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## A Community Devoted to the Preservation and Practice of Celestial Navigation and Other Methods of Traditional Wayfinding

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Re: Eqn. of time
From: Frank Reed CT
Date: 2005 Jan 9, 04:55 EST
Bill wrote five days ago:
"Would like one year in 12 hour increments along the x axis and plus/minus 17
minutes with 6 second resolution on the y axis.  Basically 730 x 340
resolution.  That may be outside the range of Excel to chart, but could
easily be broken into chunks Excel could chew on and the resulting charts
assembled graphically."

From the sound of it, the best approach would be to calculate EqT at each date and do whatever graphing you find useful. Here's what you do:

1) calculate the number of days elapsed since Jan. 1, 2005 0h UT. Typical date functions in spreadsheets do this with a simple formula like "=date(yy,mm,dd)-date(2005,1,1)". Let's call that DT.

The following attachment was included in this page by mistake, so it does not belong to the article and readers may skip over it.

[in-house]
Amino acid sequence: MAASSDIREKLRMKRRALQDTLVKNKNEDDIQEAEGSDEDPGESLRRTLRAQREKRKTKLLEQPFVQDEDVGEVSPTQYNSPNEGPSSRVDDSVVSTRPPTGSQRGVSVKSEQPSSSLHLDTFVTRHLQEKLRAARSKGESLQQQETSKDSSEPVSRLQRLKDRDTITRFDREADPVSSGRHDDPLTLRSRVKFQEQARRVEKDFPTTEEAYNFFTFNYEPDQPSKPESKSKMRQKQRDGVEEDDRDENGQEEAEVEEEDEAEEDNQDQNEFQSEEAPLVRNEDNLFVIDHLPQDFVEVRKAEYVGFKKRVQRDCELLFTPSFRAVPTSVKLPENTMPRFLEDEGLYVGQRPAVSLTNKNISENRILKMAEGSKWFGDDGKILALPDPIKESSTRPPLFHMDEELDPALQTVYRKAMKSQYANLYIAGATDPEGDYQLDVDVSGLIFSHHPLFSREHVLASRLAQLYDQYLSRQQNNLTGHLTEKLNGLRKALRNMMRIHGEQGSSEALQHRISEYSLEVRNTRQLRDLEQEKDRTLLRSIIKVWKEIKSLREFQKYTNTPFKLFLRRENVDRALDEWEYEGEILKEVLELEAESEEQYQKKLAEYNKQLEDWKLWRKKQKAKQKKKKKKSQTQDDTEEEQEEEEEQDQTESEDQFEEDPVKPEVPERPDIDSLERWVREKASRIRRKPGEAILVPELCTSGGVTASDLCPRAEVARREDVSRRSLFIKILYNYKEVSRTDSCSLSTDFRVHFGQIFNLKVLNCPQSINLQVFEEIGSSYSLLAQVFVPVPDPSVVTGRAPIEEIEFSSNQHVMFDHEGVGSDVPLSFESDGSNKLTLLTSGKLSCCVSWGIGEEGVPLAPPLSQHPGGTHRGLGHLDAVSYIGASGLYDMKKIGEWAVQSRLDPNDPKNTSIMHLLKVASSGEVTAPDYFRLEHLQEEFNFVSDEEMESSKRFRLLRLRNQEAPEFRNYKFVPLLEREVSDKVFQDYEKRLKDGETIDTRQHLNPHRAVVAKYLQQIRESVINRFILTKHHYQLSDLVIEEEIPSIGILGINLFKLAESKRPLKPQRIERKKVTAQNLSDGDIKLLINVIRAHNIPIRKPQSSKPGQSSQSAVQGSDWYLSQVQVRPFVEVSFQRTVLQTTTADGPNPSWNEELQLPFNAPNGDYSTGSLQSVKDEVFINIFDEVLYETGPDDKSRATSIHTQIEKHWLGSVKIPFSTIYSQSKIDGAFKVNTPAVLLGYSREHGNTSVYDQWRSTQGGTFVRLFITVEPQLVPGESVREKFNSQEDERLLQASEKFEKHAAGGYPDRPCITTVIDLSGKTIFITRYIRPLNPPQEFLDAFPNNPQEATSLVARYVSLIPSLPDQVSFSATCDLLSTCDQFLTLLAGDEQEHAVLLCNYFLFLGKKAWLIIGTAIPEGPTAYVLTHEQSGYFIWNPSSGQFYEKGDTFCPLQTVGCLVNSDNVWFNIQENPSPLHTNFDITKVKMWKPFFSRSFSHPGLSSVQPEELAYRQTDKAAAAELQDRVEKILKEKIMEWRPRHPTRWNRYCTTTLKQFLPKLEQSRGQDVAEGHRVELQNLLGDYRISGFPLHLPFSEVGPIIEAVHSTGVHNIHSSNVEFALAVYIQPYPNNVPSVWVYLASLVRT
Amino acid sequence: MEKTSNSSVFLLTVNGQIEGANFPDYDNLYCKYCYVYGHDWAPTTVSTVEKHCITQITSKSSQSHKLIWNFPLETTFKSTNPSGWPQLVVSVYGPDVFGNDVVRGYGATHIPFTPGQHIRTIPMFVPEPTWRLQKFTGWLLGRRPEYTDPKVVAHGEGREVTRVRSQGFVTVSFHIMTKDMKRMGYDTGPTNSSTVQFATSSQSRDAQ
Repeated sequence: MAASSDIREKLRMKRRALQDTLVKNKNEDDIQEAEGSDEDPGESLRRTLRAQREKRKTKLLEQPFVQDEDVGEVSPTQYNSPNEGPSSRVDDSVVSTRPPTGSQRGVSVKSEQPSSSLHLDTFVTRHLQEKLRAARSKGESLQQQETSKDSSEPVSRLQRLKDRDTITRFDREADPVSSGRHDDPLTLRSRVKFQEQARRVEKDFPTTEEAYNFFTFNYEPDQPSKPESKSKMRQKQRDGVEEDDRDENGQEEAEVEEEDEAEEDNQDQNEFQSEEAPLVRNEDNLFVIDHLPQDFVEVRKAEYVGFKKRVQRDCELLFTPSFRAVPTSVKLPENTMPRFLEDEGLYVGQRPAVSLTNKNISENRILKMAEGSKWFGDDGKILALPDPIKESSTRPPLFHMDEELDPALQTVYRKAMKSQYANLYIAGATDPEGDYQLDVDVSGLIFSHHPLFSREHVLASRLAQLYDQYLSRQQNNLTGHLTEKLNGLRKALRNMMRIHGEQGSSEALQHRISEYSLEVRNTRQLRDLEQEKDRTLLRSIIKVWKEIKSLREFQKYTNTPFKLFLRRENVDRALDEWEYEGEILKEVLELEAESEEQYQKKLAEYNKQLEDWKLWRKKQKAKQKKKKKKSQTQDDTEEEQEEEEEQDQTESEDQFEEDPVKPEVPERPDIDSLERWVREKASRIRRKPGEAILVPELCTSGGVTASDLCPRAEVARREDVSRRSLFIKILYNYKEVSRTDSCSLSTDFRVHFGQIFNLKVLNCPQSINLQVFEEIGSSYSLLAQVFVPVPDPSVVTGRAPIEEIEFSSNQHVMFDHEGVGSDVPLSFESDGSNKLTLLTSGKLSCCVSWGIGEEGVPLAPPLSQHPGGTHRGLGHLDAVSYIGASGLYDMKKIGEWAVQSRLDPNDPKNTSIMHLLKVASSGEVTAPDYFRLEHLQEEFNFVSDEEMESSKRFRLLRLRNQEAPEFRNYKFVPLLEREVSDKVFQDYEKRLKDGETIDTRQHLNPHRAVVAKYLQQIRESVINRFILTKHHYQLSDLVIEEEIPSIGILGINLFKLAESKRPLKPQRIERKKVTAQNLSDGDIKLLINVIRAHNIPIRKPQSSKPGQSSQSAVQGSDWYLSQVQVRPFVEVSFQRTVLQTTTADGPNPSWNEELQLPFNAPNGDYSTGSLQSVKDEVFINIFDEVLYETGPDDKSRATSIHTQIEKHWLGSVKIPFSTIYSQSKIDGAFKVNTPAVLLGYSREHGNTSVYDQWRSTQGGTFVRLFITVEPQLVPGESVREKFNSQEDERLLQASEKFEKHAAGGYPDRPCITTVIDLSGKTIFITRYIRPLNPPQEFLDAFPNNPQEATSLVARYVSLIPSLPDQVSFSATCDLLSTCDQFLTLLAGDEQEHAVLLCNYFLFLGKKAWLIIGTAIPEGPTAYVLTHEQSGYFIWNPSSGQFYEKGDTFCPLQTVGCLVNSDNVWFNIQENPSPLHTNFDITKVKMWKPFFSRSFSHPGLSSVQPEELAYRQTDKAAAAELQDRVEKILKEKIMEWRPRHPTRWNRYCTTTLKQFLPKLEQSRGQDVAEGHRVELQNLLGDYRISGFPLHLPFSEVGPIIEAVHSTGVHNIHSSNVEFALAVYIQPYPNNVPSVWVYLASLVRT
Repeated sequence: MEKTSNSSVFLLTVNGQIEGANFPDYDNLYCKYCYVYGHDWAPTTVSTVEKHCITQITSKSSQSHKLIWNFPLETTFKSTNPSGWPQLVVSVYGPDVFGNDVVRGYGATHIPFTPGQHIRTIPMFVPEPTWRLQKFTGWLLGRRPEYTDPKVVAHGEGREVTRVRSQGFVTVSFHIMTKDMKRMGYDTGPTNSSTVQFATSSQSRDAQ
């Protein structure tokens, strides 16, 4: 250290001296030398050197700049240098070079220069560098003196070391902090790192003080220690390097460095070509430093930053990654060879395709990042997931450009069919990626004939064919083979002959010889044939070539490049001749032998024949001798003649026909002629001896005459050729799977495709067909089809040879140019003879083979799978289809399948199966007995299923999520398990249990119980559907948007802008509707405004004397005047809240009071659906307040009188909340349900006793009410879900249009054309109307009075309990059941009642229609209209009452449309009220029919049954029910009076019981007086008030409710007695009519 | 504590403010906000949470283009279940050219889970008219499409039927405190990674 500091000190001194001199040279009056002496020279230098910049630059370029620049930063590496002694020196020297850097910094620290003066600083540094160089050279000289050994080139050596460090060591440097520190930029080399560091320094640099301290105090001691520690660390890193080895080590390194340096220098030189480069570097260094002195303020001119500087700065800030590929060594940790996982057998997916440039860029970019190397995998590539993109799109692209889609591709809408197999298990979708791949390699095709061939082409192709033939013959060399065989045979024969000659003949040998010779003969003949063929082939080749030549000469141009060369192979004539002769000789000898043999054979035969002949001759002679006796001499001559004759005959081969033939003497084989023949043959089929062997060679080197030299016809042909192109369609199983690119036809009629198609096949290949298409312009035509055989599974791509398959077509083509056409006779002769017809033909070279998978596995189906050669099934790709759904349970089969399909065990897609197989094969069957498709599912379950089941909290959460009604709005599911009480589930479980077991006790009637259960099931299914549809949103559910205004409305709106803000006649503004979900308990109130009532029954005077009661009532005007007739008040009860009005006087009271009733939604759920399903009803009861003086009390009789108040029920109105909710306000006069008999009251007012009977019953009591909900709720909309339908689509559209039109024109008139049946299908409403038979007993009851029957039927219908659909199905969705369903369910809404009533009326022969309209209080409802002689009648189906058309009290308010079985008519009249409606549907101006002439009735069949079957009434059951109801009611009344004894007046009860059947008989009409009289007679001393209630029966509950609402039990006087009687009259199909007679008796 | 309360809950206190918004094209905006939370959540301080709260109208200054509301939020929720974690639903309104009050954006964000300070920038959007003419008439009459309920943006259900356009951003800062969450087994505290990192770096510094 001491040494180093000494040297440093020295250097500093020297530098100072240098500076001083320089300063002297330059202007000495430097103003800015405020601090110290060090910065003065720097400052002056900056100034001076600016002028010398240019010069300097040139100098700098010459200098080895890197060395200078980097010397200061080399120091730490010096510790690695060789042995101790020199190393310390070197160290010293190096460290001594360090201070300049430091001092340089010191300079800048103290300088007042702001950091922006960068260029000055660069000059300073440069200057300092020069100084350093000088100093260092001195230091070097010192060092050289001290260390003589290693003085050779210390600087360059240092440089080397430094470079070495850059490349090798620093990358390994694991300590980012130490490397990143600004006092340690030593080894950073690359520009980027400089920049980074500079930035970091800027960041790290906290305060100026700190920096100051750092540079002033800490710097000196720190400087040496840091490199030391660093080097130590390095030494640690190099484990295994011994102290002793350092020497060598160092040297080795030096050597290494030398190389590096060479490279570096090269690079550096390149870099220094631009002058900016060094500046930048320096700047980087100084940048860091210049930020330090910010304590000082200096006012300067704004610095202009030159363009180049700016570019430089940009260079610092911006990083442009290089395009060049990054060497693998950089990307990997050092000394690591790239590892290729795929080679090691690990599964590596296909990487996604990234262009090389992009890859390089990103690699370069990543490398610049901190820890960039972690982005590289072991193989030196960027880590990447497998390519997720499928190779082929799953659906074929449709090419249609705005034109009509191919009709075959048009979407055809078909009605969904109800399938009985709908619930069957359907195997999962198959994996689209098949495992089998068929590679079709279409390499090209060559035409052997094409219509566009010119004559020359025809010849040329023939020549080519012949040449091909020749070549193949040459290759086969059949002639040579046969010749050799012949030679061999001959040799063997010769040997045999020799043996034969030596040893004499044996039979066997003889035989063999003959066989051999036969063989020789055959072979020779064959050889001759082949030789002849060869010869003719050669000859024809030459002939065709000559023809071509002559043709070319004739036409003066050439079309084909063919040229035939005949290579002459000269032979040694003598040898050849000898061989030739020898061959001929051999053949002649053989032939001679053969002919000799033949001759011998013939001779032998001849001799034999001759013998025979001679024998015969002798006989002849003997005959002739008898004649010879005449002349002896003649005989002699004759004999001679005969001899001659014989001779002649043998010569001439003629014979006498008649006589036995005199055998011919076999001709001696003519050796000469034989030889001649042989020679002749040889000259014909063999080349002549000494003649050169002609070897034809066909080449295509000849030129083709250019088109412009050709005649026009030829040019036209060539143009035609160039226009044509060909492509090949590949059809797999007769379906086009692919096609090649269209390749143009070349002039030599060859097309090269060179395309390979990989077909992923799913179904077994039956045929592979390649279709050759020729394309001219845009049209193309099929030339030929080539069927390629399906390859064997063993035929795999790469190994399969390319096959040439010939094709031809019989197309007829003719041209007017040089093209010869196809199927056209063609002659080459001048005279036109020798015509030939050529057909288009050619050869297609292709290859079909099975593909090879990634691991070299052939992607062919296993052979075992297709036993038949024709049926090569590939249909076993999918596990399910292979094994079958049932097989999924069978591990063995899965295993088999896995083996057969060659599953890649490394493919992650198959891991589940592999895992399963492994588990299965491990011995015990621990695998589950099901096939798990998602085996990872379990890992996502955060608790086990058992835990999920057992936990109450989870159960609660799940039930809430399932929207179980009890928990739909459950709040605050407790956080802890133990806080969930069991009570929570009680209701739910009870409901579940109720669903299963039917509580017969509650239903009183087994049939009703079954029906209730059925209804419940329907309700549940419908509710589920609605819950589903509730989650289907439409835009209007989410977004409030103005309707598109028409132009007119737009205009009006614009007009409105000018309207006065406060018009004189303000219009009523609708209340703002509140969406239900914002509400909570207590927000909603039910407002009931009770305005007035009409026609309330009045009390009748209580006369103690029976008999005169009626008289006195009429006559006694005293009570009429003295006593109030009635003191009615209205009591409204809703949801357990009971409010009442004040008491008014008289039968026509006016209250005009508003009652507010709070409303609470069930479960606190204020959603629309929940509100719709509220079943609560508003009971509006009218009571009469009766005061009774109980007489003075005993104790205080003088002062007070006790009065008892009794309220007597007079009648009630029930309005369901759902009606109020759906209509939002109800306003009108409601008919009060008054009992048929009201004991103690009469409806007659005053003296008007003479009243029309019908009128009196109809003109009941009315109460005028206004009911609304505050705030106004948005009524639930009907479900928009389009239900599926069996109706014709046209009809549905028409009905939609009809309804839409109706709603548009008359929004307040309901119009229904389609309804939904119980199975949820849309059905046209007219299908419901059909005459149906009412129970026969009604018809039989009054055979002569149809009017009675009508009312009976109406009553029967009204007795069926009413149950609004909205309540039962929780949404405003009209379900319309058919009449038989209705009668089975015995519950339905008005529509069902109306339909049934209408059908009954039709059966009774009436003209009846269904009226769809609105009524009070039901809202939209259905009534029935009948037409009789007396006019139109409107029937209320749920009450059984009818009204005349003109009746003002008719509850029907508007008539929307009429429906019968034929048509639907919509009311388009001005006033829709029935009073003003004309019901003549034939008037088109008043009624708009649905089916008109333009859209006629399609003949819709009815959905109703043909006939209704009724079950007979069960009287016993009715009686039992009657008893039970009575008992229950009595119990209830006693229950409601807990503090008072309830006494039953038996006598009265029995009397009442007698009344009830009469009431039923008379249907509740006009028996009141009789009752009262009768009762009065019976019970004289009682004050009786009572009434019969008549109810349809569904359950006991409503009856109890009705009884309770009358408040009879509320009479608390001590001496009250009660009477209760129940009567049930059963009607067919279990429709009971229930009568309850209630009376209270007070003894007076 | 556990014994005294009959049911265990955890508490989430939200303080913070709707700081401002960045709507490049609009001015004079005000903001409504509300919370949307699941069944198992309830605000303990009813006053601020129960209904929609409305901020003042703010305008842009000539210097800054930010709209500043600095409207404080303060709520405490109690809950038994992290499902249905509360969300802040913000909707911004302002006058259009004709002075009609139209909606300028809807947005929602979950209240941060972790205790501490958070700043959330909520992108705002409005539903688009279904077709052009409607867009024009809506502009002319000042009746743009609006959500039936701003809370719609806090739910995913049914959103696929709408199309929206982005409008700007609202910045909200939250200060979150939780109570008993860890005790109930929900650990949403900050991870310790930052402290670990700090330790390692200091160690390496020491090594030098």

2) calculate the Sun's mean longitude "=280.7506+0.9856481*DT". Call that L.
3) calculate the Sun's mean anomaly "=357.7244+0.9856003*DT". Call that M.
4) if required by your spreadsheet software, divide these two angles by the number of degrees in a unit angle (one radian). That is, divide M and L by 57.29578. This operation can be folded into the above steps.
5) calculate the EqT in seconds of time using "=591.7*sin(2*L)-459.5*sin(M)+39.5*sin(M)*cos(2*L)-12.7*sin(4*L)-4.8*sin(2*M).
6) verify that everything is working right. For 0h UT on Jan. 10, 2005, you should get -444.14 seconds.

You could set this up in a spreadsheet with DT as a simple running count from 0 to 364 in the A column and L, M, etc. and EqT in succeeding columns. Graphing the results would then be simple.

Some details on this calculation can be found in Smart's "Spherical Astronomy". It's been quoted frequently in other "calculation cookbooks". It gives values of EqT to within about two seconds for a couple of decades around the present date (including leapyears). If you ever decide to go beyond that, you'll need to adjust the coefficients in step 5 and calculate L and M more carefully but this should serve your practical needs, I think.

-FER
42.0N 87.7W, or 41.4N 72.1W.
www.HistoricalAtlas.com/lunars Browse Files

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